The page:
The use of ultrasound to assess fetal growth in a guinea pig model of fetal growth restriction

A. M. Swanson, V. Mehta, K. Ofir, M. Rowe, C. Rossi, Y. Ginsberg, H. Griffin, H. Barker, T. White, M. Boyd, A. L. David*

*Corresponding author for this work

Research output: Contribution to journalArticlepeer-review


Fetal growth restriction (FGR) is a common and potentially severe pregnancy complication. Currently there is no treatment available. The guinea pig is an attractive model of human pregnancy as placentation is morphologically very similar between the species. Nutrient restriction of the dam creates growth-restricted fetuses while leaving an intact uteroplacental circulation, vital for evaluating novel therapies for FGR. Growth-restricted fetuses were generated by feeding Dunkin Hartley guinea pig dams 70% of ad libitum intake from four weeks before and throughout pregnancy. The effect of maternal nutrient restriction (MNR) on dams and fetuses was carefully monitored, and ultrasound measurements of pups collected. There was no difference in maternal weight at conception, however by five weeks post conception MNR dams were significantly lighter (P<0.05). MNR resulted in significantly smaller pup size from 0.6–0.66 gestation. Ultrasound is a powerful non-invasive tool for assessing the effect of therapeutic interventions on fetal growth, allowing longitudinal measurement of fetuses. This model and method yield data applicable to the human condition without the need for animal sacrifice and will be useful in the translation of therapies for FGR into the clinic.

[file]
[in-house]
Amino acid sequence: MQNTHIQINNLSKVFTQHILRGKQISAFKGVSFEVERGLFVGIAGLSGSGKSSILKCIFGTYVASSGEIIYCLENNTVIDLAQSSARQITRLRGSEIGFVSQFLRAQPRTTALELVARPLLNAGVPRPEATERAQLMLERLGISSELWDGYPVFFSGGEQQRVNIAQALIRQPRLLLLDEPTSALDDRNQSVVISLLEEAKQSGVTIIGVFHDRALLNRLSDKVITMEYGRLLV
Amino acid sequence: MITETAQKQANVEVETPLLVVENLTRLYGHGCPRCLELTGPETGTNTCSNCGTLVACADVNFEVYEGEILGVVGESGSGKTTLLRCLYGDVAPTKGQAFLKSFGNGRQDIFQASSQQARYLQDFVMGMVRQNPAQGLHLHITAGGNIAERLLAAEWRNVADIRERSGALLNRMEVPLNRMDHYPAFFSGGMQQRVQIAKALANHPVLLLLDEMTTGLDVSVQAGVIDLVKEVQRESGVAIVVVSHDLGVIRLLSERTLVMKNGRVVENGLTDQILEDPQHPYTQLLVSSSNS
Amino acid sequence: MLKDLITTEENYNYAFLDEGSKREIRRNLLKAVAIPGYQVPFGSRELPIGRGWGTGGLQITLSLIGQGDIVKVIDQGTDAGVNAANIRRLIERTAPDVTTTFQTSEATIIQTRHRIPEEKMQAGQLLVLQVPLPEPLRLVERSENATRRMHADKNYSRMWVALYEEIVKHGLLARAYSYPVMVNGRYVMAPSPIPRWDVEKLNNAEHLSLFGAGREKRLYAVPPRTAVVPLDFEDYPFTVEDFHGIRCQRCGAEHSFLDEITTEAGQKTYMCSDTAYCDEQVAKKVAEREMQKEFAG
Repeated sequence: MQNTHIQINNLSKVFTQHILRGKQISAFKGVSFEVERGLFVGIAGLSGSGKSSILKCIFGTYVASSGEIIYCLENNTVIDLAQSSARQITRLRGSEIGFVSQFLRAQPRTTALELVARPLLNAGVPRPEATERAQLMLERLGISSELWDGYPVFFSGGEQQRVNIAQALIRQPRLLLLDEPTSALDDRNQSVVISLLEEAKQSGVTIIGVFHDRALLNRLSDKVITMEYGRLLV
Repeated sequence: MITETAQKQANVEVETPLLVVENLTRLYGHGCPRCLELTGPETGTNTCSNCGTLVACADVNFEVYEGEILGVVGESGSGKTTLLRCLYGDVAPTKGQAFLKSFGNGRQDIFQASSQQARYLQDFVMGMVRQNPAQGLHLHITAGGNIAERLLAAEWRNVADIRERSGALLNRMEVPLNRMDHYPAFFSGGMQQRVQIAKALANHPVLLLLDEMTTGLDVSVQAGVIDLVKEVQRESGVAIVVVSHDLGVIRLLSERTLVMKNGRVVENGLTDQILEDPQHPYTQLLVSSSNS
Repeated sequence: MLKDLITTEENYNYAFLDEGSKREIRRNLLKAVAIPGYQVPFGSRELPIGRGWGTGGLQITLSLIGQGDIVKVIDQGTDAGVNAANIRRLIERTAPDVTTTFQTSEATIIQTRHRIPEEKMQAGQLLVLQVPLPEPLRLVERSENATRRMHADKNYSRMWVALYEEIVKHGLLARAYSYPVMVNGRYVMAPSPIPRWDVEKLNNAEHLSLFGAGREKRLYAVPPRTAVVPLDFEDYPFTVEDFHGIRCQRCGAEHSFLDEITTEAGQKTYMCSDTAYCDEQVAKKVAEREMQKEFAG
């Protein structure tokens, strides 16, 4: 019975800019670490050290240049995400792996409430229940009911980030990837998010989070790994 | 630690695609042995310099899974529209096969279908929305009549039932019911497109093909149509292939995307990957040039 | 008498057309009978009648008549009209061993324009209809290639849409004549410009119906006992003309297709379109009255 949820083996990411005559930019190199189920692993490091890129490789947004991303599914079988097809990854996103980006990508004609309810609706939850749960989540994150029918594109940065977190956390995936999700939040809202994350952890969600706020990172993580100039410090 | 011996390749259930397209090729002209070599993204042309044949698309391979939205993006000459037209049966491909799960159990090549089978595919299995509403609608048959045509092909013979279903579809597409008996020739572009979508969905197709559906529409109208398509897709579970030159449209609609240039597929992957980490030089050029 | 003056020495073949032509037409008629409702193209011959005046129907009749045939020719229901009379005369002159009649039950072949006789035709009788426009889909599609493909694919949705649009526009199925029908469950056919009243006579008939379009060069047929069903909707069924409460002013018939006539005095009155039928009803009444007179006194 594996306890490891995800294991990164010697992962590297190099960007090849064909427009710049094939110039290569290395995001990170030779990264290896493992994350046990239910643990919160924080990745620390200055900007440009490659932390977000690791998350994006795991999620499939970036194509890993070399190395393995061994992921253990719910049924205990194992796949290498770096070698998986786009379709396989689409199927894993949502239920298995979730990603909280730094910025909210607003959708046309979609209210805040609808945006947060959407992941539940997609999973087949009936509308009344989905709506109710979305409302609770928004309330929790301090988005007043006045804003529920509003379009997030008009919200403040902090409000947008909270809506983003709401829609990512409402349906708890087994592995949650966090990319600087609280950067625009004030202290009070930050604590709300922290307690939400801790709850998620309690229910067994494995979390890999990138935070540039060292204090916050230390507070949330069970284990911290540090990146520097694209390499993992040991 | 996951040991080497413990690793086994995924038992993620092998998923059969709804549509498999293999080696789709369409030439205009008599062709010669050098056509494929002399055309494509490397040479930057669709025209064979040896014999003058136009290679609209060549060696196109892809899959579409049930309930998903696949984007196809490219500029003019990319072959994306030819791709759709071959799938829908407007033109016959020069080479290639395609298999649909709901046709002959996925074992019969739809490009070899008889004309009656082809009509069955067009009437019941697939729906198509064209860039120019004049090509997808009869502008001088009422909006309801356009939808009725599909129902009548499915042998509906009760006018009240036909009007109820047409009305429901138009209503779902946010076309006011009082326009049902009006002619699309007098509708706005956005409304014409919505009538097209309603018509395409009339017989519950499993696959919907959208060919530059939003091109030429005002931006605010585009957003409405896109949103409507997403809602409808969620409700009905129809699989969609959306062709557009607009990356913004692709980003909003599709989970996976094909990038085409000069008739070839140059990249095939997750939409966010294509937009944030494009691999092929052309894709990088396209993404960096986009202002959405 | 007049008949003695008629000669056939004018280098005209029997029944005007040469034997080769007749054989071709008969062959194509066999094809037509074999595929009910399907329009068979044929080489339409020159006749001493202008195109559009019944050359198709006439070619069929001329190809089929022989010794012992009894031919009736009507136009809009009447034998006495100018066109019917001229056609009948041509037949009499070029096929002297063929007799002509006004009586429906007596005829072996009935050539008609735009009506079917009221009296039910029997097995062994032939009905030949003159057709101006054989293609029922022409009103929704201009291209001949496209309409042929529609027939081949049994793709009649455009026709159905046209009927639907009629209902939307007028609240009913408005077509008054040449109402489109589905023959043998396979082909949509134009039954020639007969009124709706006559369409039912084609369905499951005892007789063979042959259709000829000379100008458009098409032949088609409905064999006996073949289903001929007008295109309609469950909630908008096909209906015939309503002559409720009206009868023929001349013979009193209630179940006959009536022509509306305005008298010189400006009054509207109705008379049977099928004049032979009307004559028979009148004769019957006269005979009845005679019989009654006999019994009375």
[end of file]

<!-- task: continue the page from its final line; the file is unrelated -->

Original languageEnglish
Pages (from-to)181-190
Number of pages10
JournalLaboratory Animals
Issue number2
StatePublished - Apr 2017
Externally publishedYes


  • Fetal growth restriction
  • Guinea pig
  • Maternal nutrient restriction
  • Ultrasound


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